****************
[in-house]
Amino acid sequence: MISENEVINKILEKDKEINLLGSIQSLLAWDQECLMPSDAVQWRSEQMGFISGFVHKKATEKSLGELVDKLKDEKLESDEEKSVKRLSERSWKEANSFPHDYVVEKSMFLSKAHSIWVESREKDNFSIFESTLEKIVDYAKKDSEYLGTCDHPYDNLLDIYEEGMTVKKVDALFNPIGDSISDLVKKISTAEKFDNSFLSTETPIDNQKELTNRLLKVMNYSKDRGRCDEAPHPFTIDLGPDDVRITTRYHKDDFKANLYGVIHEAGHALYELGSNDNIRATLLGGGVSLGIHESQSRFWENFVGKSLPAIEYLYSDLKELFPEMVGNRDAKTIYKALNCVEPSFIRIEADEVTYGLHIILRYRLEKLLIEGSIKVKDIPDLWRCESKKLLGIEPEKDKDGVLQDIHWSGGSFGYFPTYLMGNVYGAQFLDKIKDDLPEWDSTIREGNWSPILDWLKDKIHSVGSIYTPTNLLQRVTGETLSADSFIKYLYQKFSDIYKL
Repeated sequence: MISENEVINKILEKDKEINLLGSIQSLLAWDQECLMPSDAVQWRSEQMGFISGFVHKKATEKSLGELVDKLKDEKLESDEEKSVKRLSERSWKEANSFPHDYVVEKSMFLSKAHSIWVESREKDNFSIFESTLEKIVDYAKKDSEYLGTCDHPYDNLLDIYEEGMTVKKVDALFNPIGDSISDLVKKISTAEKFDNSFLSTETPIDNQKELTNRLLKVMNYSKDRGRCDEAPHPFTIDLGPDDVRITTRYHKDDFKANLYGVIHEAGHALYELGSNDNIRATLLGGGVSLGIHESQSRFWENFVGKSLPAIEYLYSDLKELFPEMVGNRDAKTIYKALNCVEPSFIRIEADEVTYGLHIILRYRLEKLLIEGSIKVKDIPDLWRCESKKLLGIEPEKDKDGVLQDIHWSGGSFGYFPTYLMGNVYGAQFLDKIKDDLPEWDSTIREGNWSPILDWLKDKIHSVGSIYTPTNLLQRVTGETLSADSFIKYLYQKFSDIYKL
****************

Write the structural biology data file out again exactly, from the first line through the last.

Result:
[in-house]
Amino acid sequence: MISENEVINKILEKDKEINLLGSIQSLLAWDQECLMPSDAVQWRSEQMGFISGFVHKKATEKSLGELVDKLKDEKLESDEEKSVKRLSERSWKEANSFPHDYVVEKSMFLSKAHSIWVESREKDNFSIFESTLEKIVDYAKKDSEYLGTCDHPYDNLLDIYEEGMTVKKVDALFNPIGDSISDLVKKISTAEKFDNSFLSTETPIDNQKELTNRLLKVMNYSKDRGRCDEAPHPFTIDLGPDDVRITTRYHKDDFKANLYGVIHEAGHALYELGSNDNIRATLLGGGVSLGIHESQSRFWENFVGKSLPAIEYLYSDLKELFPEMVGNRDAKTIYKALNCVEPSFIRIEADEVTYGLHIILRYRLEKLLIEGSIKVKDIPDLWRCESKKLLGIEPEKDKDGVLQDIHWSGGSFGYFPTYLMGNVYGAQFLDKIKDDLPEWDSTIREGNWSPILDWLKDKIHSVGSIYTPTNLLQRVTGETLSADSFIKYLYQKFSDIYKL
Repeated sequence: MISENEVINKILEKDKEINLLGSIQSLLAWDQECLMPSDAVQWRSEQMGFISGFVHKKATEKSLGELVDKLKDEKLESDEEKSVKRLSERSWKEANSFPHDYVVEKSMFLSKAHSIWVESREKDNFSIFESTLEKIVDYAKKDSEYLGTCDHPYDNLLDIYEEGMTVKKVDALFNPIGDSISDLVKKISTAEKFDNSFLSTETPIDNQKELTNRLLKVMNYSKDRGRCDEAPHPFTIDLGPDDVRITTRYHKDDFKANLYGVIHEAGHALYELGSNDNIRATLLGGGVSLGIHESQSRFWENFVGKSLPAIEYLYSDLKELFPEMVGNRDAKTIYKALNCVEPSFIRIEADEVTYGLHIILRYRLEKLLIEGSIKVKDIPDLWRCESKKLLGIEPEKDKDGVLQDIHWSGGSFGYFPTYLMGNVYGAQFLDKIKDDLPEWDSTIREGNWSPILDWLKDKIHSVGSIYTPTNLLQRVTGETLSADSFIKYLYQKFSDIYKL